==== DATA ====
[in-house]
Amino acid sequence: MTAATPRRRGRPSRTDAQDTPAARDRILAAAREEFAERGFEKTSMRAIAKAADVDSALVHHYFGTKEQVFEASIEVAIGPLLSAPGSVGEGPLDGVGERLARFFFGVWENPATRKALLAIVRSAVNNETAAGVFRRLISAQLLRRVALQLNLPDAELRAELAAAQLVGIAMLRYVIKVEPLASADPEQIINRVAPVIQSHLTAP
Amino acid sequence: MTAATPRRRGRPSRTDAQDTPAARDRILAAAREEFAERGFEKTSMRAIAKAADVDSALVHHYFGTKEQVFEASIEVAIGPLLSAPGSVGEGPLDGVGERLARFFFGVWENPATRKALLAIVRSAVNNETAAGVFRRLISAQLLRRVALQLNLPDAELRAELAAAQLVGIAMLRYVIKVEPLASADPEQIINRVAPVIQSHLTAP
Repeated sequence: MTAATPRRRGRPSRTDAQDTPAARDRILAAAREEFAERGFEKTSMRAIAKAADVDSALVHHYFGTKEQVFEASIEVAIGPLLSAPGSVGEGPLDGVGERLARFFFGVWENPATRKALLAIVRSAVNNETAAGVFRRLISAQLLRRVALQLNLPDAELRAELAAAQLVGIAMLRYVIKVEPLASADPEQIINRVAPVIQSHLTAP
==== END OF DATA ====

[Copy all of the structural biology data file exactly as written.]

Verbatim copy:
[in-house]
Amino acid sequence: MTAATPRRRGRPSRTDAQDTPAARDRILAAAREEFAERGFEKTSMRAIAKAADVDSALVHHYFGTKEQVFEASIEVAIGPLLSAPGSVGEGPLDGVGERLARFFFGVWENPATRKALLAIVRSAVNNETAAGVFRRLISAQLLRRVALQLNLPDAELRAELAAAQLVGIAMLRYVIKVEPLASADPEQIINRVAPVIQSHLTAP
Amino acid sequence: MTAATPRRRGRPSRTDAQDTPAARDRILAAAREEFAERGFEKTSMRAIAKAADVDSALVHHYFGTKEQVFEASIEVAIGPLLSAPGSVGEGPLDGVGERLARFFFGVWENPATRKALLAIVRSAVNNETAAGVFRRLISAQLLRRVALQLNLPDAELRAELAAAQLVGIAMLRYVIKVEPLASADPEQIINRVAPVIQSHLTAP
Repeated sequence: MTAATPRRRGRPSRTDAQDTPAARDRILAAAREEFAERGFEKTSMRAIAKAADVDSALVHHYFGTKEQVFEASIEVAIGPLLSAPGSVGEGPLDGVGERLARFFFGVWENPATRKALLAIVRSAVNNETAAGVFRRLISAQLLRRVALQLNLPDAELRAELAAAQLVGIAMLRYVIKVEPLASADPEQIINRVAPVIQSHLTAP